I make some final adjustments to the lace and tighten the optic stitch. Poor boy is a little clumsy sometimes.

The adrenaline pumps through me as I finalize the stitching, slipping the threads into tight tiny knots. A few moments later, Enri blinks awake.

“You okay, little ace?” I ask, ruffling his hair and calling him by his nickname. My body relaxes with relief at saving him once again from malfunctioning into a deep sleep. I would’ve stitched him for free.

Enri tries to sit up from the cot, but I ease him back down.

“Woah, it takes a few minutes.”

Enri blinks. “My eye,” he says. “It’s better—I see better. So cool!”

“You’re welcome. I tightened up your optics. A little extra for you.” I wink at him, and I think about revealing the platinum problem to this twelve-year-old kid but decide otherwise. The brain surgeon who implanted his neural lace used the cheapest and toxic one around, nickel silk, but I know his mom couldn’t even afford the coppers.

Tomas rushes over.

“You scared me, Enri.” I look between the brothers and for a minute, I miss my dead mother. Whether it’s the energy radiating from my scanners or the way the brothers hug, the pain of my own loss pulses in my mind and sears through me. She would’ve loved this intimate moment, too.

“Alright.” I lean into my chair. “Where’s the money,” I say and stick out my hand.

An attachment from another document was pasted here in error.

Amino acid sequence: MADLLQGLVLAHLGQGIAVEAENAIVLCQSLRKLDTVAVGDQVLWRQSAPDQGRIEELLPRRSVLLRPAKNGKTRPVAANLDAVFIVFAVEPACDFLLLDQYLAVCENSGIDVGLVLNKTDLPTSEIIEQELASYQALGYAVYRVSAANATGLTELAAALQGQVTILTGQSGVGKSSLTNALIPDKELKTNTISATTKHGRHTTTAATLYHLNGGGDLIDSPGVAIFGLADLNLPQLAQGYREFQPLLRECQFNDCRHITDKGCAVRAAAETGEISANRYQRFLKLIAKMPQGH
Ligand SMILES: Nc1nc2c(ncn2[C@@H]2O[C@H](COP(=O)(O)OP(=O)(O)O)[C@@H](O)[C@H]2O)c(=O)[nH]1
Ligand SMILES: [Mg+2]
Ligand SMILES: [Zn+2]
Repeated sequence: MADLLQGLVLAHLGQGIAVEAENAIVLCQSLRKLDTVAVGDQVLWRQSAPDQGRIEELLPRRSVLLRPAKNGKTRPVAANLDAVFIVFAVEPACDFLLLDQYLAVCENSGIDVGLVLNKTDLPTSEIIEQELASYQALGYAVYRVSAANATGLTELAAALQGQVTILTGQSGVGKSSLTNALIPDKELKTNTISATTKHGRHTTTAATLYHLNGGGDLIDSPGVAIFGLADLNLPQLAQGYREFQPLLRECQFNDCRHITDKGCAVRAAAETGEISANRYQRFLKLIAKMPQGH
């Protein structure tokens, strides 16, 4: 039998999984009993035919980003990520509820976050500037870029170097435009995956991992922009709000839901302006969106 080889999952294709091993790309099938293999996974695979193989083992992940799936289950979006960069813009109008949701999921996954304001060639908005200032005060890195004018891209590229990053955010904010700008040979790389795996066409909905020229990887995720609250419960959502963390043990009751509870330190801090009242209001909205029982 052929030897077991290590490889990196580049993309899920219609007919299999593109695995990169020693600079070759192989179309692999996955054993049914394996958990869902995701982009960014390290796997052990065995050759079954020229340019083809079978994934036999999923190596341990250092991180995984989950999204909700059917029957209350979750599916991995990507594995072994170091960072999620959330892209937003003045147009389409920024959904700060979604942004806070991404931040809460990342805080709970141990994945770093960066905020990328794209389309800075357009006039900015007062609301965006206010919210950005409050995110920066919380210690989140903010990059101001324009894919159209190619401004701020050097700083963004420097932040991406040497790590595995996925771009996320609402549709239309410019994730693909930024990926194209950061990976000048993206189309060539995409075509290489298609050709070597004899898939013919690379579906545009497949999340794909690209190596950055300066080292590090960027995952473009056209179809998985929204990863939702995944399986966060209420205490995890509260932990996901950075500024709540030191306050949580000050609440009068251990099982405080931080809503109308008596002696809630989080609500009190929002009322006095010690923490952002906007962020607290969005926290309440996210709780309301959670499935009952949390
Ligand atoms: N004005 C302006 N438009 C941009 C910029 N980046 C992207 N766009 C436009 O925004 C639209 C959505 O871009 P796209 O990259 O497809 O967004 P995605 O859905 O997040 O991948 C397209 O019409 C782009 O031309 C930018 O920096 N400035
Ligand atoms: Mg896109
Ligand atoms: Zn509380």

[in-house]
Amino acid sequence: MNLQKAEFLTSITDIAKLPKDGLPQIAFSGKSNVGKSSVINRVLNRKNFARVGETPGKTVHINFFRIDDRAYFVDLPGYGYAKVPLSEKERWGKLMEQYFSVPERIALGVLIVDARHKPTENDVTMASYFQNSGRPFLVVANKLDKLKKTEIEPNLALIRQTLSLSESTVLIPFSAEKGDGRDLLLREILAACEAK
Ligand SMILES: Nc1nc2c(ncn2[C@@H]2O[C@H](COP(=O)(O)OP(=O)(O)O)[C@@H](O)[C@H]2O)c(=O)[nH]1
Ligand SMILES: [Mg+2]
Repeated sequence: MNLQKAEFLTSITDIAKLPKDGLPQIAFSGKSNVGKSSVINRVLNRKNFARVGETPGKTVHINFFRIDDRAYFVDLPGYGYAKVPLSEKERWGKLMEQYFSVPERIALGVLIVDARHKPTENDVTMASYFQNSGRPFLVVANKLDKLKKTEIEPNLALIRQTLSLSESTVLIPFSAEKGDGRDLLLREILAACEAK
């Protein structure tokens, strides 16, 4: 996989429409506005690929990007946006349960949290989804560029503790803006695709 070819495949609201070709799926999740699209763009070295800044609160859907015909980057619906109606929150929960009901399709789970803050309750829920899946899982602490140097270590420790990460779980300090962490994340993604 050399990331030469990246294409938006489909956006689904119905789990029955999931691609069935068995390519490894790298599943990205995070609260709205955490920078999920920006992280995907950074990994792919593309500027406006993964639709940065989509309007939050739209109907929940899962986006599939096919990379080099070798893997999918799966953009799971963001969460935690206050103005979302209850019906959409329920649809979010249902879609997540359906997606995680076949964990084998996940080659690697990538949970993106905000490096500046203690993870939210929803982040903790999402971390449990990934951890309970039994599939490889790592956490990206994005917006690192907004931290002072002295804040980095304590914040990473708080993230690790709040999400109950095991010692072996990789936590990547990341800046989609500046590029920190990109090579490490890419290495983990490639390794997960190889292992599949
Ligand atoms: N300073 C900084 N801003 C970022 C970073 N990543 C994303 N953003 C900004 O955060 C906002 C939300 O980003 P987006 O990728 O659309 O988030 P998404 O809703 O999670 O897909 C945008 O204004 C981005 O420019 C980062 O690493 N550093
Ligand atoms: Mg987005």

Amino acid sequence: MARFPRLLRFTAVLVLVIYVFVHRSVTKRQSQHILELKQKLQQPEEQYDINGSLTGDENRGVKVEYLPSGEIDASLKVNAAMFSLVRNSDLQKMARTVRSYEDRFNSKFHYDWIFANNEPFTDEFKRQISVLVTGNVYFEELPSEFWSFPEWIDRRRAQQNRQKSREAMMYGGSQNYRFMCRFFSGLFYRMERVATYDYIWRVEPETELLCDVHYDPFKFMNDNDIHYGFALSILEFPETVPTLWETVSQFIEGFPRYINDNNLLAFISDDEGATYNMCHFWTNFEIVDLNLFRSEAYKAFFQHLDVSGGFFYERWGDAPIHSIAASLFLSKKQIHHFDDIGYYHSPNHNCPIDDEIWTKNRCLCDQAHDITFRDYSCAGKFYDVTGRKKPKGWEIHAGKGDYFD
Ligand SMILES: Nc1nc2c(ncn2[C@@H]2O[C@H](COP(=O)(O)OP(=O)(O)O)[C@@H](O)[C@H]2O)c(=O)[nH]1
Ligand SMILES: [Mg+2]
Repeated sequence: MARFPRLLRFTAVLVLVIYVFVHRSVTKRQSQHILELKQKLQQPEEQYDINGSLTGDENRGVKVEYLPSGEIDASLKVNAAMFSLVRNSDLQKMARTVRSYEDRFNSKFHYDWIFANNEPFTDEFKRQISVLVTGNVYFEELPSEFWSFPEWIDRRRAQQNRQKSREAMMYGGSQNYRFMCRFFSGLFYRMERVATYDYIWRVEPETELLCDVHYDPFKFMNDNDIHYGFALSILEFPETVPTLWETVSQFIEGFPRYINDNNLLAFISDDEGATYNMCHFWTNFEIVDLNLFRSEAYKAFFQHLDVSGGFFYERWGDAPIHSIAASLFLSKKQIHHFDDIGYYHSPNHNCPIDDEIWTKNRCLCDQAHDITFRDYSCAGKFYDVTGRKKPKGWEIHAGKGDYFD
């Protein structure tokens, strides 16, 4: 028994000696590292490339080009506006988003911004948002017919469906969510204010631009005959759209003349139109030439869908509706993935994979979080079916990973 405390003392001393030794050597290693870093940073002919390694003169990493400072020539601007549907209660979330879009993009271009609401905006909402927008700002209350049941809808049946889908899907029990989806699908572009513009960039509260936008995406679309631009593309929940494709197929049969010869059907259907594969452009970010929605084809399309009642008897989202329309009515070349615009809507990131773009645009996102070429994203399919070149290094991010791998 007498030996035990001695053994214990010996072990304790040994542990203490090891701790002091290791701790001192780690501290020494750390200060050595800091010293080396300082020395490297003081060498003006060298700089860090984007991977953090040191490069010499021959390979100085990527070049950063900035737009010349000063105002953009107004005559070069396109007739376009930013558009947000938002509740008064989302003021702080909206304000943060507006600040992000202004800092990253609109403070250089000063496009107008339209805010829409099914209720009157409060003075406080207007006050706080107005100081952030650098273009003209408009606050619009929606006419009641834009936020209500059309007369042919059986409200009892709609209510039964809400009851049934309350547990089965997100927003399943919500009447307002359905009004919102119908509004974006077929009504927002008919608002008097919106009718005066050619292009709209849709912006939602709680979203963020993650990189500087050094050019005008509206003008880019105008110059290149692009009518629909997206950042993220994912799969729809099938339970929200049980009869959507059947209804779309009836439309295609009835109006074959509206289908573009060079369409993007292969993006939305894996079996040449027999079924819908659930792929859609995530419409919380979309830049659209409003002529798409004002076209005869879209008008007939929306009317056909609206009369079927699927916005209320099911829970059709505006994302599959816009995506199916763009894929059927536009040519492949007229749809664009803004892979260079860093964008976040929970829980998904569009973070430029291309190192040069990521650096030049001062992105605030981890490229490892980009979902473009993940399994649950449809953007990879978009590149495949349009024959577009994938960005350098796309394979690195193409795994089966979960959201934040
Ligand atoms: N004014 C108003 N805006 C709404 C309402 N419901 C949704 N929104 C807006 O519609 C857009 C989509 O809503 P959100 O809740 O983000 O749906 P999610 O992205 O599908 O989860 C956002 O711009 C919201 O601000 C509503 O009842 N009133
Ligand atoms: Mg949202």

He sucks in a breath and palms his face. “Don’t be mad, okay?” He closes his eyes, pulls back a black strand of hair behind his ear. “I don’t have it.” Words stumble out, and he struggles to look at me. Enri looks at the ground and hugs himself.

“Enri go home. And tell your mami I said hello.” I wave him off and little Enri leaves my lab, but the silence that remains wretches my stomach. I knew I couldn’t trust Tomas.

“Before you say anything, I have an idea.” His tone is confident like he thinks he’s smart. The only thing smart about him was that he came to me for help.

“You have an idea,” I mock back. “Just leave, alright. Consider it a favor. You owe me one.” I stand up, walk up to the lab door, and tuck my needle behind my right ear.  Tomas doesn’t move.

“What was I supposed to do, MJ?” he yells. “He needed your help.”